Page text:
Islamic and Middle Eastern Travellers and Geographers

Edited by Ian Netton

Introduction by Ian Richard Netton

© 2007 – Routledge

1,520 pages

Purchasing Options:
Hardback: 9780415351898
pub: 2007-12-20
US Dollars$1480.00

About the Book

The area of Middle Eastern geography and travel has attracted large numbers of scholars over the last fifty years. This new collection from Routledge features key articles from the field to create a major and continuing resource for scholars and students alike.

The first volume concentrates on the Islamic geographers who mapped and made navigable the routes followed by later travellers. While travel, and in particular the rihla (or ‘travel to Mecca’) did not depend for its impetus on formal geography, both were highlighted in the travellers’ diaries and travelogues which helped to make known and illuminate the boundaries of an expanding empire. Links between geography and the pilgrim routes to Mecca and Medina are particularly significant.

Because of their huge significance in illuminating the medieval world of Islam, a very large number if articles deal with the travels of Ibn Jubayr (1145–1217) (Volume II) and Ibn Battuta (1304–368/9 or 1377) (Volume III), while Volume IV covers the post-medieval and early modern period.

Table of Contents

Volume I: Medieval Geographers and Travellers

1. X. De Planhol, ‘The Geographical Setting’, in P. M. Holt, Anne K. S. Lambton, and Bernard Lewis (eds.), The Cambridge History of Islam, Vol. 2 (Cambridge University Press, 1970), pp. 443–68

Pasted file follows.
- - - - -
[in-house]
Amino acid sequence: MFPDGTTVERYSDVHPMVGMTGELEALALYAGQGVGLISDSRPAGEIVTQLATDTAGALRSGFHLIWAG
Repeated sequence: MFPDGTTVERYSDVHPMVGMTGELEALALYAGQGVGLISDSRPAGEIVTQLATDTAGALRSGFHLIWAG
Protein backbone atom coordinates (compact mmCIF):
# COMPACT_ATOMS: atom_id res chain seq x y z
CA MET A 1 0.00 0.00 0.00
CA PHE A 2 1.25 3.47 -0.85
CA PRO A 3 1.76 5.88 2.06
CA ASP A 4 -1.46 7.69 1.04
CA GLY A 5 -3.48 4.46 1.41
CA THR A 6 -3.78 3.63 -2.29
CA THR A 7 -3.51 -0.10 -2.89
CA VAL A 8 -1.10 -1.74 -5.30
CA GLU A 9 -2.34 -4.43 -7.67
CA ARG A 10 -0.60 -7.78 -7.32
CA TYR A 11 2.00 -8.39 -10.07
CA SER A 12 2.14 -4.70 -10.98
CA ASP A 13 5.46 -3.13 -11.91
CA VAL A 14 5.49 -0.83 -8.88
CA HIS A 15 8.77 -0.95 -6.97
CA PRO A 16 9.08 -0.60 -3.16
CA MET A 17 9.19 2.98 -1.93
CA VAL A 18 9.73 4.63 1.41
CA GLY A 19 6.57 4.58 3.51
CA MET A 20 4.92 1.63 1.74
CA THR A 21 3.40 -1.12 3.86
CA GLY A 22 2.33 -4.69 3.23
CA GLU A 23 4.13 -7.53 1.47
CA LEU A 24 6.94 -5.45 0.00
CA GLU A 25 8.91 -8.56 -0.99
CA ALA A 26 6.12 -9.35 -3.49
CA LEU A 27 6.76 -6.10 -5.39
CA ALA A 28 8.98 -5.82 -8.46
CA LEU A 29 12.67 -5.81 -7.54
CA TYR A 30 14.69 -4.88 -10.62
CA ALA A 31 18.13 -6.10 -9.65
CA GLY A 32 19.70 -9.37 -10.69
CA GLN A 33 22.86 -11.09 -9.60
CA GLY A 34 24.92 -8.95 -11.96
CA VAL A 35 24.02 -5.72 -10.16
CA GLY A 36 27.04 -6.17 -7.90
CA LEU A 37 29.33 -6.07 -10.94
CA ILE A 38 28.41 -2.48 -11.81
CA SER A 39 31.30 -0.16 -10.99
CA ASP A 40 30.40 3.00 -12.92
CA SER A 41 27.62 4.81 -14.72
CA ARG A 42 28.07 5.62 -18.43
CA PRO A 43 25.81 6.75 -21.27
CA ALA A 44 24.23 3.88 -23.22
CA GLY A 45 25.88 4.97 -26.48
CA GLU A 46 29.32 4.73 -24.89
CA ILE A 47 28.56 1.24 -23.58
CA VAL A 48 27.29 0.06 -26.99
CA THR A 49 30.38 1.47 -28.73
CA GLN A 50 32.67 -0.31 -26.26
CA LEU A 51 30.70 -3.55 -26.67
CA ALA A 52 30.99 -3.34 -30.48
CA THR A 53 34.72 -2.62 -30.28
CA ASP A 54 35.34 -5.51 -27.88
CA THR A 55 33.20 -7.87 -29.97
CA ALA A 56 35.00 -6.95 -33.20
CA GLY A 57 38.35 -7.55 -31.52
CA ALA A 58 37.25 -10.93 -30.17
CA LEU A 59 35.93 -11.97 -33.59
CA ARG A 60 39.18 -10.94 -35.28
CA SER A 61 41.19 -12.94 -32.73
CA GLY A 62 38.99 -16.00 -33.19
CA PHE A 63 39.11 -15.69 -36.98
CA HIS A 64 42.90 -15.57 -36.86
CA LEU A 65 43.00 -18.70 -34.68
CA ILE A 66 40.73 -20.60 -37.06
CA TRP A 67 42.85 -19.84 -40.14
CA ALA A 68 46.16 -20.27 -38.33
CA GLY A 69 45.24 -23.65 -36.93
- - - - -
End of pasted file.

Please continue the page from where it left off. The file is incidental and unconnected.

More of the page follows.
2. S. Maqbul Ahmad and Fr. Taeschner, ‘Djughrafiya’, in Encyclopaedia of Islam, 2nd edn., Vol. 2 (Leiden: E. J. Brill/London: Luzac, 1965), pp. 575–90

3. Salah Salim Ali, ‘Arabic Reference to Plato’s Lost Atlantis’, Islamic Quarterly, Vol. 43: 4 (1999), pp. 259–78

4. David W. Tschanz, ‘Journeys of Faith, Roads of Civilization’, Saudi Aromco World, Vol. 55: 1 (Jan.–Feb. 2004), pp. 2–11

5. V. Minorsky, ‘Tamín ibn Bahr’s Journey to the Uighurs’, Bulletin of the School of Oriental and African Studies, no. XII (1948), pp. 275–305

6. James E. Montgomery, ‘Ibn Rusta’s Lack of "Eloquence" the Rús, and Samanid Cosmography’, Edebiyat, Vol. 12: 1 (2001), pp. 73–93

7. Judith Gabriel, ‘Among the Norse Tribes: The Remarkable Account of Ibn Fadlan’, Aramco World, Vol. 50: 6 (Nov.–Dec. 1999), pp. 36–42

8. Maria Kowalska, ‘Ibn Fadlan’s Account of His Journey to the State of the Bulgars’, Folia Orientalia, Vol. 14 (1972–3), pp. 219–30

9. James E. Montgomery, ‘Ibn Fadlan and the Rusiyyah’, Journal of Arabic and Islamic Studies, Vol. 3 (2000), pp 1–25

10. Robert P. Blake and Richard N. Frye, ‘Noted on the Risala of Ibn Fadlan’, Byzantina Metabyzantina, Vol. 1: 2 (1949), pp. 7–37